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Cleveland-Cliffs CEO Says Focus After ArcelorMittal Deal is Emissions

Joe Deaux
·2 mins read

(Bloomberg) -- The head of Cleveland-Cliffs Inc. sees an “era of clean steel” ahead, and its main focus will be on cutting carbon emissions as it expands production of the metal with a second major acquisition this year.

Cliffs, which on Monday said it will purchase the U.S. operations of ArcelorMittal SA for $1.4 billion, plans to change the mix of raw materials going into the newly acquired blast furnaces, Chief Executive Officer Lourenco Goncalves said in an interview. While those furnaces typically use iron ore pellets and coking coal, the Ohio-based company will substitute hot-briquetted iron for some of the pellets, allowing them to use less coal, he said.

The push comes amid stricter emissions rules globally and demand from steel customers including automakers for supply chains that are lower in carbon emissions, which are tied to global warming. Steel production has among the world’s largest footprints, accounting for about 8% of global carbon dioxide emissions in 2018, according to McKinsey & Co.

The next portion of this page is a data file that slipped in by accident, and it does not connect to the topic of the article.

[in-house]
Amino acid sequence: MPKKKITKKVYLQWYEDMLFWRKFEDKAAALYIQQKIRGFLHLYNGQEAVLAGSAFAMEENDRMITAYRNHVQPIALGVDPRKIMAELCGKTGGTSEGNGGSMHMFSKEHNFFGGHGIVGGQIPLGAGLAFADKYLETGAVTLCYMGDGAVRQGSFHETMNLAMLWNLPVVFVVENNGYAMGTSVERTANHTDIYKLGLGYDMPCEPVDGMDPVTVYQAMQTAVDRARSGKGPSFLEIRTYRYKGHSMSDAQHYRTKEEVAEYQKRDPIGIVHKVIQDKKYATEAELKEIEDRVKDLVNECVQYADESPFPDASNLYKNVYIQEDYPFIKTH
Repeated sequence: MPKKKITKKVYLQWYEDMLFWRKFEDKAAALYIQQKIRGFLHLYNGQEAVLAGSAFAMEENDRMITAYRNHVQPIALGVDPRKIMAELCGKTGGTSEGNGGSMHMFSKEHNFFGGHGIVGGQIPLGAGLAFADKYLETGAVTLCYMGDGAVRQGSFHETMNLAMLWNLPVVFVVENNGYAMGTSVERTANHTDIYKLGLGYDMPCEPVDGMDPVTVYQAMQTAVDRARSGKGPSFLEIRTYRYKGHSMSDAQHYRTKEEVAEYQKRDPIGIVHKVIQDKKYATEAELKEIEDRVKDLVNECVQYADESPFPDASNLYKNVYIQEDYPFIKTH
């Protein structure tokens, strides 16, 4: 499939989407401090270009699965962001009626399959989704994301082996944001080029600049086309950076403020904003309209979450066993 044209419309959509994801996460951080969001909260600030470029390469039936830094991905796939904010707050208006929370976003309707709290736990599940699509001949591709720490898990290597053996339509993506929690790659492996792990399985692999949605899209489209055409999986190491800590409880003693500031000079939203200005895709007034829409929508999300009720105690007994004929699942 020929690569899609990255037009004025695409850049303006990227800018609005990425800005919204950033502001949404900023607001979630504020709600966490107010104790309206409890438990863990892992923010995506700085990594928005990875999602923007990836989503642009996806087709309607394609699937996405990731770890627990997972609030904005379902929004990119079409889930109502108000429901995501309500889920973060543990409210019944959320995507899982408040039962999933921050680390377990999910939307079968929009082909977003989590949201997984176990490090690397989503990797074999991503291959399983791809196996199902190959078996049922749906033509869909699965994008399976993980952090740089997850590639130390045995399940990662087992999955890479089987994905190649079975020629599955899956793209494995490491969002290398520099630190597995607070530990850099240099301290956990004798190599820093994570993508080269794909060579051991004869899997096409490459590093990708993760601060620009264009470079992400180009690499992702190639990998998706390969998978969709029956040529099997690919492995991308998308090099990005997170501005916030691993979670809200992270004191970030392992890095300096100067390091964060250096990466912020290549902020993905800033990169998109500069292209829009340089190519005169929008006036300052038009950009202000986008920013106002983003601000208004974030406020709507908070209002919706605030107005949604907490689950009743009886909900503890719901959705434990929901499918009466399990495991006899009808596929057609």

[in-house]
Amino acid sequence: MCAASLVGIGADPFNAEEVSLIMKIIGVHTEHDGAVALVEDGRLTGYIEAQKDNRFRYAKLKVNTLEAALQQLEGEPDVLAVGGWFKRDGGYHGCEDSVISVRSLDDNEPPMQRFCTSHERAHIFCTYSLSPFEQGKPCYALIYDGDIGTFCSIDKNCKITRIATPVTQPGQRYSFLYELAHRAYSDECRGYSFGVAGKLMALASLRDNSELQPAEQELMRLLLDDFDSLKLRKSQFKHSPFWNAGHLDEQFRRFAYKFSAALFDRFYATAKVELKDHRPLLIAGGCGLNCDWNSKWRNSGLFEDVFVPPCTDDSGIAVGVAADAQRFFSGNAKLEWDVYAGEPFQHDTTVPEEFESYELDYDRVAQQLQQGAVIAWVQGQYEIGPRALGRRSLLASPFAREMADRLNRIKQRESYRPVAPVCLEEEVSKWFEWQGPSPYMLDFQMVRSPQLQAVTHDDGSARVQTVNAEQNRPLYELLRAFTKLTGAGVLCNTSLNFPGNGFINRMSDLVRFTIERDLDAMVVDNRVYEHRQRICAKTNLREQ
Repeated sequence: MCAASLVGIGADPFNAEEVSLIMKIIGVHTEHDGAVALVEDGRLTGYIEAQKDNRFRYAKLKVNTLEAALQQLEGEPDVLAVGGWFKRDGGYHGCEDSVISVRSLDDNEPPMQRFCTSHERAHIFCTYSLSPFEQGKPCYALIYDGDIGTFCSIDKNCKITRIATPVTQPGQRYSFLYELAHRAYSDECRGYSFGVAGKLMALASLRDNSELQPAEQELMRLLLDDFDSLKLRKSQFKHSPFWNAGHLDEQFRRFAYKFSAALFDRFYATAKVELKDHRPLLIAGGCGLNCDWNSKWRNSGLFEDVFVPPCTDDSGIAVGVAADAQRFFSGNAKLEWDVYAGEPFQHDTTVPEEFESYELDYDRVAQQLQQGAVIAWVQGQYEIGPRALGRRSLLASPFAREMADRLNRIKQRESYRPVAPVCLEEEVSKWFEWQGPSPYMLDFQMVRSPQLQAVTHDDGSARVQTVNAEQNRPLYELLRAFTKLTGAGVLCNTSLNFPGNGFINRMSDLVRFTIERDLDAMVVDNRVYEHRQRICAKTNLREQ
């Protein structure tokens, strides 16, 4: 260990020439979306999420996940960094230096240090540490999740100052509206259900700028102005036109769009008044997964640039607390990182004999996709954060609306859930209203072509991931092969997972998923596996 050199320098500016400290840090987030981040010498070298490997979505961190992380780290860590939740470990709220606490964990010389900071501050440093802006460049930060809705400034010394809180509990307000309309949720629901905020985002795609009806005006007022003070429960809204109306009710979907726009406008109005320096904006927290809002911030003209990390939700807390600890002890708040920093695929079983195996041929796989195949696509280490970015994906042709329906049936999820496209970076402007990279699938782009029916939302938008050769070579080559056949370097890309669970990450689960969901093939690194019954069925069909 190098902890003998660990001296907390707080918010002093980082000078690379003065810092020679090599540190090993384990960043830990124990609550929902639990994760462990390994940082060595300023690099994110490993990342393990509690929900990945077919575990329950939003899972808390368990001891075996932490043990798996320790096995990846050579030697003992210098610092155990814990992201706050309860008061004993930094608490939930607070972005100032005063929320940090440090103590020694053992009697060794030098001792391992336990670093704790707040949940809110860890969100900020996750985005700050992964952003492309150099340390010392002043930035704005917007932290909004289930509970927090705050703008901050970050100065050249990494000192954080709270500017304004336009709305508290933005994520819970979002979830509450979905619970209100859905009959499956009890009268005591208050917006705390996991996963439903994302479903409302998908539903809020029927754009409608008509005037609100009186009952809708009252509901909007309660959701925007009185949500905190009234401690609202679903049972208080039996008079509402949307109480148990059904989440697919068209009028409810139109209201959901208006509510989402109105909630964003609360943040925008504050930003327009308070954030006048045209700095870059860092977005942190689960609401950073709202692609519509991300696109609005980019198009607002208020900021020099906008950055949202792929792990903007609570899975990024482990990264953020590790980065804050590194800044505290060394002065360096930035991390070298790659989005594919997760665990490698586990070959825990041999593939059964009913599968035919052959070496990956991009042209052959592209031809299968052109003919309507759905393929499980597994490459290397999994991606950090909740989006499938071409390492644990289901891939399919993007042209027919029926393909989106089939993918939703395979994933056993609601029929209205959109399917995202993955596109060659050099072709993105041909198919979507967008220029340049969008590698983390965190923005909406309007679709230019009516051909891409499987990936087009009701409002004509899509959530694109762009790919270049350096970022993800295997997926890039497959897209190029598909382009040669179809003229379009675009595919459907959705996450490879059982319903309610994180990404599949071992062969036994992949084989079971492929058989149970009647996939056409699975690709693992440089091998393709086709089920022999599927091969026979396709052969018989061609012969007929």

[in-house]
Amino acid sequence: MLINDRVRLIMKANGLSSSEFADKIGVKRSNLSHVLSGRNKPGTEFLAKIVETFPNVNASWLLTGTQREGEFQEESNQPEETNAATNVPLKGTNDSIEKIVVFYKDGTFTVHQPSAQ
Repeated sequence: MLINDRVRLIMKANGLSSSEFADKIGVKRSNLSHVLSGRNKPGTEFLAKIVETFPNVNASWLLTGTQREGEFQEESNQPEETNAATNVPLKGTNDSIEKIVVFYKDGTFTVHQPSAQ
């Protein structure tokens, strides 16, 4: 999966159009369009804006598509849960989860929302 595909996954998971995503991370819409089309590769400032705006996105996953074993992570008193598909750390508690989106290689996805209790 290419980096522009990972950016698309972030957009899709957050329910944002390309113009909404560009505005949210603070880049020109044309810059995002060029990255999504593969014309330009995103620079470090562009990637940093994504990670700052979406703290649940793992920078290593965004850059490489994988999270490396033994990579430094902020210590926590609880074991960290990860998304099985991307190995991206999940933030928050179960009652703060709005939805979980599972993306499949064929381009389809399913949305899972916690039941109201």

“The era of clean steel in the United States is starting right now,” Goncalves said by phone. “And another thing -- it’s not going to happen in 10 years: it’s going to start next year.”

Cliffs currently sells hot-briquetted iron to steelmakers that use electric-arc furnaces, while blast furnaces such as those from integrated producers such as Mittal usually rely on the pellet-coking coal mix. Goncalves said he doesn’t know how much the shift will cut emissions, nor exactly what the final mix will be for his steel production, but that its emissions will be lower than other producers including those in Europe and China.

Goncalves also signaled that he doesn’t anticipate layoffs in the acquisition, pointing to Cliffs’ purchase of AK Steel Holding Corp. in March, just as the coronavirus pandemic started.

“We don’t acquire to cut, we acquire to grow,” Goncalves said. “The employees at the plants love what they are seeing because they’re not only employed, they’re busier, they’re producing more and they are making more money”

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